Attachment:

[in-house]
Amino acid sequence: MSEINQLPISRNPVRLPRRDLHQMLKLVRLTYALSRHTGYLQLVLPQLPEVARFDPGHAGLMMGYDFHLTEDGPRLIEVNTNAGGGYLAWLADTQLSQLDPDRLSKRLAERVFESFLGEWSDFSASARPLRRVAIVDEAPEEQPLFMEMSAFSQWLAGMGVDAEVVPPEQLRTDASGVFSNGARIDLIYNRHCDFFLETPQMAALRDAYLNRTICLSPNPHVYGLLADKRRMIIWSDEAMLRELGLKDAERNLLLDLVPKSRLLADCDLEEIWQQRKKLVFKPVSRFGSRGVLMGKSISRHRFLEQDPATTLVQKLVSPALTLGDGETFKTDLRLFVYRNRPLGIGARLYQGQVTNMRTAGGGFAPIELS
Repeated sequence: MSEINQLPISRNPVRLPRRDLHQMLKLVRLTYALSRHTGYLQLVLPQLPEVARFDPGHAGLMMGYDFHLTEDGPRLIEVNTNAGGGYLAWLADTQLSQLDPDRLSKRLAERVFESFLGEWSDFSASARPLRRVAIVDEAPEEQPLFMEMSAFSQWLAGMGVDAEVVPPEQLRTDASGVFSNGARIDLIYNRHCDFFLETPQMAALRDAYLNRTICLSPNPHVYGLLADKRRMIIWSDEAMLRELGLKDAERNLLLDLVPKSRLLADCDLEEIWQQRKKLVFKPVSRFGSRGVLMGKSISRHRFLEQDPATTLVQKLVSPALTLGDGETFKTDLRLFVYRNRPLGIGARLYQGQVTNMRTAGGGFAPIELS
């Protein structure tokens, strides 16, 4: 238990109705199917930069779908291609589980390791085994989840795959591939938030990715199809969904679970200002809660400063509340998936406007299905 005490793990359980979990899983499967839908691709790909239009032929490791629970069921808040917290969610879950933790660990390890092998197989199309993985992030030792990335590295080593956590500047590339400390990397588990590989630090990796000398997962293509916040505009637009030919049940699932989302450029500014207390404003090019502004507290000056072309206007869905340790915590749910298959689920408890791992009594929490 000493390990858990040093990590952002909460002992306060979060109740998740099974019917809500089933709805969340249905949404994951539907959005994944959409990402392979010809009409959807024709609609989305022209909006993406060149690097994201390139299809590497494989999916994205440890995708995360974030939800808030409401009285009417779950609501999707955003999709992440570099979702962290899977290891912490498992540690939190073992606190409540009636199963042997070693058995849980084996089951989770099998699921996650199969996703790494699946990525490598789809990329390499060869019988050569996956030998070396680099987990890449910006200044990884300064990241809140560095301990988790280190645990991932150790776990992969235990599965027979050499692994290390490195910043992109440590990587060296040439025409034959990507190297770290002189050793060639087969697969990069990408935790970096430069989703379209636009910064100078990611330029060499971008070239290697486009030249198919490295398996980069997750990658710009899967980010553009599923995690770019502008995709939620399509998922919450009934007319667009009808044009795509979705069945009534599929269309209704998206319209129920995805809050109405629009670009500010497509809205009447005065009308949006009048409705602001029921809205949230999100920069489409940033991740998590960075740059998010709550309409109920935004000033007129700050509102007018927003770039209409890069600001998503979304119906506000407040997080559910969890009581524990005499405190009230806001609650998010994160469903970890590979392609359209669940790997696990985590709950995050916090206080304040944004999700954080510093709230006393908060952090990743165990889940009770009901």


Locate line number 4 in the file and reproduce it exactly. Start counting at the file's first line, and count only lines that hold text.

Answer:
């Protein structure tokens, strides 16, 4: 238990109705199917930069779908291609589980390791085994989840795959591939938030990715199809969904679970200002809660400063509340998936406007299905 005490793990359980979990899983499967839908691709790909239009032929490791629970069921808040917290969610879950933790660990390890092998197989199309993985992030030792990335590295080593956590500047590339400390990397588990590989630090990796000398997962293509916040505009637009030919049940699932989302450029500014207390404003090019502004507290000056072309206007869905340790915590749910298959689920408890791992009594929490 000493390990858990040093990590952002909460002992306060979060109740998740099974019917809500089933709805969340249905949404994951539907959005994944959409990402392979010809009409959807024709609609989305022209909006993406060149690097994201390139299809590497494989999916994205440890995708995360974030939800808030409401009285009417779950609501999707955003999709992440570099979702962290899977290891912490498992540690939190073992606190409540009636199963042997070693058995849980084996089951989770099998699921996650199969996703790494699946990525490598789809990329390499060869019988050569996956030998070396680099987990890449910006200044990884300064990241809140560095301990988790280190645990991932150790776990992969235990599965027979050499692994290390490195910043992109440590990587060296040439025409034959990507190297770290002189050793060639087969697969990069990408935790970096430069989703379209636009910064100078990611330029060499971008070239290697486009030249198919490295398996980069997750990658710009899967980010553009599923995690770019502008995709939620399509998922919450009934007319667009009808044009795509979705069945009534599929269309209704998206319209129920995805809050109405629009670009500010497509809205009447005065009308949006009048409705602001029921809205949230999100920069489409940033991740998590960075740059998010709550309409109920935004000033007129700050509102007018927003770039209409890069600001998503979304119906506000407040997080559910969890009581524990005499405190009230806001609650998010994160469903970890590979392609359209669940790997696990985590709950995050916090206080304040944004999700954080510093709230006393908060952090990743165990889940009770009901």